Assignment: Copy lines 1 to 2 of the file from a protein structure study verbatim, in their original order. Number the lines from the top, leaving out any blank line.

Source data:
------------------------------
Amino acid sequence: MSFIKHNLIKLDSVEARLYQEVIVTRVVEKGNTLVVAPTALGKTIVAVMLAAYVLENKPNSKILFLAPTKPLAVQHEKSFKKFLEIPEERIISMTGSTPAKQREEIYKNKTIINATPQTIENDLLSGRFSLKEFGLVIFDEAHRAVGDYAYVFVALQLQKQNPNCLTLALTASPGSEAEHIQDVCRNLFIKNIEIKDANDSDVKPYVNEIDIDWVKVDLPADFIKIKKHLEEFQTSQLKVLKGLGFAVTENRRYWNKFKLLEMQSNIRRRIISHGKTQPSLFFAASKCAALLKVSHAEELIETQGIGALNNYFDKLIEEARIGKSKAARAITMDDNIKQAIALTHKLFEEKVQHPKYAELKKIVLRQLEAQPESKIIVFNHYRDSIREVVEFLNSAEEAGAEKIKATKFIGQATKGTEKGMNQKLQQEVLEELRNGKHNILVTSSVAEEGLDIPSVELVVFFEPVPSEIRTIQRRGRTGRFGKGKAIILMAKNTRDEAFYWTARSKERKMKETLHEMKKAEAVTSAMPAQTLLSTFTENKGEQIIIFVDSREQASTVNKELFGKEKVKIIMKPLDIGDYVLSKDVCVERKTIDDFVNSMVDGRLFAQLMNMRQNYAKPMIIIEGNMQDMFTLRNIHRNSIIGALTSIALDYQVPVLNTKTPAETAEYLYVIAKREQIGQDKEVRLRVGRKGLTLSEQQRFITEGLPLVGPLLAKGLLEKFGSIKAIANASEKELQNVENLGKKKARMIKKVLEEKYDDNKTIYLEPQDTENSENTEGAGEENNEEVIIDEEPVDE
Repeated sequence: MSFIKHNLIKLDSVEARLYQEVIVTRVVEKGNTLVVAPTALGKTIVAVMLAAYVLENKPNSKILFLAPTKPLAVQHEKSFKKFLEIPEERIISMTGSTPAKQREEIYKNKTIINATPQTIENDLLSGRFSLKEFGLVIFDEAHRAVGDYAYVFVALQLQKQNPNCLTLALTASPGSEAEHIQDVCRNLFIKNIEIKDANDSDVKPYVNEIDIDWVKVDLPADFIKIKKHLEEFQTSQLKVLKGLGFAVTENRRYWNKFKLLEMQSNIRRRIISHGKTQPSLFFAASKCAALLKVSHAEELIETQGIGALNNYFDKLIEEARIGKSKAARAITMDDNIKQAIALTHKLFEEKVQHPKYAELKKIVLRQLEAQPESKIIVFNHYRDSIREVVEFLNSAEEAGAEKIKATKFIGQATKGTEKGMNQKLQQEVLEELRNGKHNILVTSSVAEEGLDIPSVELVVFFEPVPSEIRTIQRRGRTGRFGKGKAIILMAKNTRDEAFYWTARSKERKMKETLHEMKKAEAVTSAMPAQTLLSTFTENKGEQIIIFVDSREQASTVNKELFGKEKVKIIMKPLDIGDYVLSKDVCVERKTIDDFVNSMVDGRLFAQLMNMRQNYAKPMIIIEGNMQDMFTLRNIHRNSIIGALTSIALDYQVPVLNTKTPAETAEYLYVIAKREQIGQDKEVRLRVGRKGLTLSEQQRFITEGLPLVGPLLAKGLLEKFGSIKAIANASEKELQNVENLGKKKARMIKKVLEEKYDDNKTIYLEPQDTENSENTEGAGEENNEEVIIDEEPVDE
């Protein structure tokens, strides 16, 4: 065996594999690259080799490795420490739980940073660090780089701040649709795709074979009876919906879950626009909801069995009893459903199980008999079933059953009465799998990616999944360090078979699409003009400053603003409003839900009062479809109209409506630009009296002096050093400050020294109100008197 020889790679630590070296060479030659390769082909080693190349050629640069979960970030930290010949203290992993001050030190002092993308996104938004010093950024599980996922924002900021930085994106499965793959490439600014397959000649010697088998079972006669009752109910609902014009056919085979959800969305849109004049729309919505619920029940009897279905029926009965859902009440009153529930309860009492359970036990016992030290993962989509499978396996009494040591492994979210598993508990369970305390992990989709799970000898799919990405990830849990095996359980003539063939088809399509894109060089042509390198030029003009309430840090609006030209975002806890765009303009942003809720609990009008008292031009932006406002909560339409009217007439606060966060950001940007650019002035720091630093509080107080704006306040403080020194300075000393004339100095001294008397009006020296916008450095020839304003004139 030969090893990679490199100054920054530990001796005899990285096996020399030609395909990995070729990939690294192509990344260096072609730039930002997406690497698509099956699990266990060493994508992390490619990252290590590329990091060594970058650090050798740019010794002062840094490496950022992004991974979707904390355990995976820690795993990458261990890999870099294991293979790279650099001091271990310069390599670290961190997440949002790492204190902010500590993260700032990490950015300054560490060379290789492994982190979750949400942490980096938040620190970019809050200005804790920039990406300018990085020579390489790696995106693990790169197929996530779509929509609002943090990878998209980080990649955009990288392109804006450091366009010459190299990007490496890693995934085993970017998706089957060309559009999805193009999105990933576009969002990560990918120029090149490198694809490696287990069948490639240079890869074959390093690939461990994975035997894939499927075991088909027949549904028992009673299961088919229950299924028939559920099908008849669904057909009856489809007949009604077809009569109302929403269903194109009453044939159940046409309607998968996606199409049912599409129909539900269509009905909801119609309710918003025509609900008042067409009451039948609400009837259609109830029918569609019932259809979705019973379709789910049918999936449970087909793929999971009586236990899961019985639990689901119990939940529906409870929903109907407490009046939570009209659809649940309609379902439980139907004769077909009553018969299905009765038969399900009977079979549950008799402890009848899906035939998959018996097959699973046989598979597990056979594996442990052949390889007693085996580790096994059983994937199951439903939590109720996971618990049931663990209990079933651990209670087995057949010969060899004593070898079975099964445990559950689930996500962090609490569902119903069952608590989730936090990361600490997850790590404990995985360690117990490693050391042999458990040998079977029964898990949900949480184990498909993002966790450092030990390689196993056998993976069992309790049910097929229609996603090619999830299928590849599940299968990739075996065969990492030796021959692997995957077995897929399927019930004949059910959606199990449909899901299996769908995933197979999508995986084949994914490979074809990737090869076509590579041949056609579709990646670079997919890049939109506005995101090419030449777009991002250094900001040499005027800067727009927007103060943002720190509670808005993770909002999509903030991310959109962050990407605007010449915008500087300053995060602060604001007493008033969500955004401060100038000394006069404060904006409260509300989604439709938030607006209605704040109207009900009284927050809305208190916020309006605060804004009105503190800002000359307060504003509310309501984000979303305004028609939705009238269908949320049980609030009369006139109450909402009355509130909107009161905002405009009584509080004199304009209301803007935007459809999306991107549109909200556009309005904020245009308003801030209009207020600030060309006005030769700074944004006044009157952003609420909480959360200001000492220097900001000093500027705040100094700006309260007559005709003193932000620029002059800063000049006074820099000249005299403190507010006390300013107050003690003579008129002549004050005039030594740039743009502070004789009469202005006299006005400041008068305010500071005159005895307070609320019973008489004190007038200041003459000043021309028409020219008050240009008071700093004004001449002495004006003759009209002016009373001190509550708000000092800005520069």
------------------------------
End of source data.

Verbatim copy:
Amino acid sequence: MSFIKHNLIKLDSVEARLYQEVIVTRVVEKGNTLVVAPTALGKTIVAVMLAAYVLENKPNSKILFLAPTKPLAVQHEKSFKKFLEIPEERIISMTGSTPAKQREEIYKNKTIINATPQTIENDLLSGRFSLKEFGLVIFDEAHRAVGDYAYVFVALQLQKQNPNCLTLALTASPGSEAEHIQDVCRNLFIKNIEIKDANDSDVKPYVNEIDIDWVKVDLPADFIKIKKHLEEFQTSQLKVLKGLGFAVTENRRYWNKFKLLEMQSNIRRRIISHGKTQPSLFFAASKCAALLKVSHAEELIETQGIGALNNYFDKLIEEARIGKSKAARAITMDDNIKQAIALTHKLFEEKVQHPKYAELKKIVLRQLEAQPESKIIVFNHYRDSIREVVEFLNSAEEAGAEKIKATKFIGQATKGTEKGMNQKLQQEVLEELRNGKHNILVTSSVAEEGLDIPSVELVVFFEPVPSEIRTIQRRGRTGRFGKGKAIILMAKNTRDEAFYWTARSKERKMKETLHEMKKAEAVTSAMPAQTLLSTFTENKGEQIIIFVDSREQASTVNKELFGKEKVKIIMKPLDIGDYVLSKDVCVERKTIDDFVNSMVDGRLFAQLMNMRQNYAKPMIIIEGNMQDMFTLRNIHRNSIIGALTSIALDYQVPVLNTKTPAETAEYLYVIAKREQIGQDKEVRLRVGRKGLTLSEQQRFITEGLPLVGPLLAKGLLEKFGSIKAIANASEKELQNVENLGKKKARMIKKVLEEKYDDNKTIYLEPQDTENSENTEGAGEENNEEVIIDEEPVDE
Repeated sequence: MSFIKHNLIKLDSVEARLYQEVIVTRVVEKGNTLVVAPTALGKTIVAVMLAAYVLENKPNSKILFLAPTKPLAVQHEKSFKKFLEIPEERIISMTGSTPAKQREEIYKNKTIINATPQTIENDLLSGRFSLKEFGLVIFDEAHRAVGDYAYVFVALQLQKQNPNCLTLALTASPGSEAEHIQDVCRNLFIKNIEIKDANDSDVKPYVNEIDIDWVKVDLPADFIKIKKHLEEFQTSQLKVLKGLGFAVTENRRYWNKFKLLEMQSNIRRRIISHGKTQPSLFFAASKCAALLKVSHAEELIETQGIGALNNYFDKLIEEARIGKSKAARAITMDDNIKQAIALTHKLFEEKVQHPKYAELKKIVLRQLEAQPESKIIVFNHYRDSIREVVEFLNSAEEAGAEKIKATKFIGQATKGTEKGMNQKLQQEVLEELRNGKHNILVTSSVAEEGLDIPSVELVVFFEPVPSEIRTIQRRGRTGRFGKGKAIILMAKNTRDEAFYWTARSKERKMKETLHEMKKAEAVTSAMPAQTLLSTFTENKGEQIIIFVDSREQASTVNKELFGKEKVKIIMKPLDIGDYVLSKDVCVERKTIDDFVNSMVDGRLFAQLMNMRQNYAKPMIIIEGNMQDMFTLRNIHRNSIIGALTSIALDYQVPVLNTKTPAETAEYLYVIAKREQIGQDKEVRLRVGRKGLTLSEQQRFITEGLPLVGPLLAKGLLEKFGSIKAIANASEKELQNVENLGKKKARMIKKVLEEKYDDNKTIYLEPQDTENSENTEGAGEENNEEVIIDEEPVDE